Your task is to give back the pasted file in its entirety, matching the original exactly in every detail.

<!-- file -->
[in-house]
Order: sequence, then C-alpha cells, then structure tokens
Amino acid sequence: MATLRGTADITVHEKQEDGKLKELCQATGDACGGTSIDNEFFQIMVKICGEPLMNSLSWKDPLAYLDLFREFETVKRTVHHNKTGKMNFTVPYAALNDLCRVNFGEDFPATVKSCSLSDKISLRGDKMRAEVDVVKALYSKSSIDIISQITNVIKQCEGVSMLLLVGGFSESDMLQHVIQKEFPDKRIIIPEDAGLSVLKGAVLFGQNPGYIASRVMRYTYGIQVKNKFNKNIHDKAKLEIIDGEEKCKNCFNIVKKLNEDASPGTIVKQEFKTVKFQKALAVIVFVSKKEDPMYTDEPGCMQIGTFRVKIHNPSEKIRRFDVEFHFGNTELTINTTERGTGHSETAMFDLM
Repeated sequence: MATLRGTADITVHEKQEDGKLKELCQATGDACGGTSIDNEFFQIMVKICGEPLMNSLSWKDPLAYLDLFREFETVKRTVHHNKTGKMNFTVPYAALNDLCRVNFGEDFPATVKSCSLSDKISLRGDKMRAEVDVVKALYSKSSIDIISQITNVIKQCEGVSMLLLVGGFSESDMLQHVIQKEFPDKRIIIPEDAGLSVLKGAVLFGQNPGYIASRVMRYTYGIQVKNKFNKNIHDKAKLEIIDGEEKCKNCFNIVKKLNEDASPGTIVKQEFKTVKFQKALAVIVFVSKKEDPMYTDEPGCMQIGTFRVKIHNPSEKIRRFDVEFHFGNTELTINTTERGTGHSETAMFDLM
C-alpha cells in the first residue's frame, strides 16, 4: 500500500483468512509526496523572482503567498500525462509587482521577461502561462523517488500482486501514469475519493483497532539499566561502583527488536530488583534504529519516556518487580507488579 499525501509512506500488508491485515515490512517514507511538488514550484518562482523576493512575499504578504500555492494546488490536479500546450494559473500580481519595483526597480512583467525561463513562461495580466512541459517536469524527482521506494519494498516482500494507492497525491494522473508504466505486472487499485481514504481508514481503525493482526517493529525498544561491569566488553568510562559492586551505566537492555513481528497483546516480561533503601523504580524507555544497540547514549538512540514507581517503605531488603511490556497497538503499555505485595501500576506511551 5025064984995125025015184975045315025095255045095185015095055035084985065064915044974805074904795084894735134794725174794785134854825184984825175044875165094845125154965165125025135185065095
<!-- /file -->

[in-house]
Order: sequence, then C-alpha cells, then structure tokens
Amino acid sequence: MATLRGTADITVHEKQEDGKLKELCQATGDACGGTSIDNEFFQIMVKICGEPLMNSLSWKDPLAYLDLFREFETVKRTVHHNKTGKMNFTVPYAALNDLCRVNFGEDFPATVKSCSLSDKISLRGDKMRAEVDVVKALYSKSSIDIISQITNVIKQCEGVSMLLLVGGFSESDMLQHVIQKEFPDKRIIIPEDAGLSVLKGAVLFGQNPGYIASRVMRYTYGIQVKNKFNKNIHDKAKLEIIDGEEKCKNCFNIVKKLNEDASPGTIVKQEFKTVKFQKALAVIVFVSKKEDPMYTDEPGCMQIGTFRVKIHNPSEKIRRFDVEFHFGNTELTINTTERGTGHSETAMFDLM
Repeated sequence: MATLRGTADITVHEKQEDGKLKELCQATGDACGGTSIDNEFFQIMVKICGEPLMNSLSWKDPLAYLDLFREFETVKRTVHHNKTGKMNFTVPYAALNDLCRVNFGEDFPATVKSCSLSDKISLRGDKMRAEVDVVKALYSKSSIDIISQITNVIKQCEGVSMLLLVGGFSESDMLQHVIQKEFPDKRIIIPEDAGLSVLKGAVLFGQNPGYIASRVMRYTYGIQVKNKFNKNIHDKAKLEIIDGEEKCKNCFNIVKKLNEDASPGTIVKQEFKTVKFQKALAVIVFVSKKEDPMYTDEPGCMQIGTFRVKIHNPSEKIRRFDVEFHFGNTELTINTTERGTGHSETAMFDLM
C-alpha cells in the first residue's frame, strides 16, 4: 500500500483468512509526496523572482503567498500525462509587482521577461502561462523517488500482486501514469475519493483497532539499566561502583527488536530488583534504529519516556518487580507488579 499525501509512506500488508491485515515490512517514507511538488514550484518562482523576493512575499504578504500555492494546488490536479500546450494559473500580481519595483526597480512583467525561463513562461495580466512541459517536469524527482521506494519494498516482500494507492497525491494522473508504466505486472487499485481514504481508514481503525493482526517493529525498544561491569566488553568510562559492586551505566537492555513481528497483546516480561533503601523504580524507555544497540547514549538512540514507581517503605531488603511490556497497538503499555505485595501500576506511551 5025064984995125025015184975045315025095255045095185015095055035084985065064915044974805074904795084894735134794725174794785134854825184984825175044875165094845125154965165125025135185065095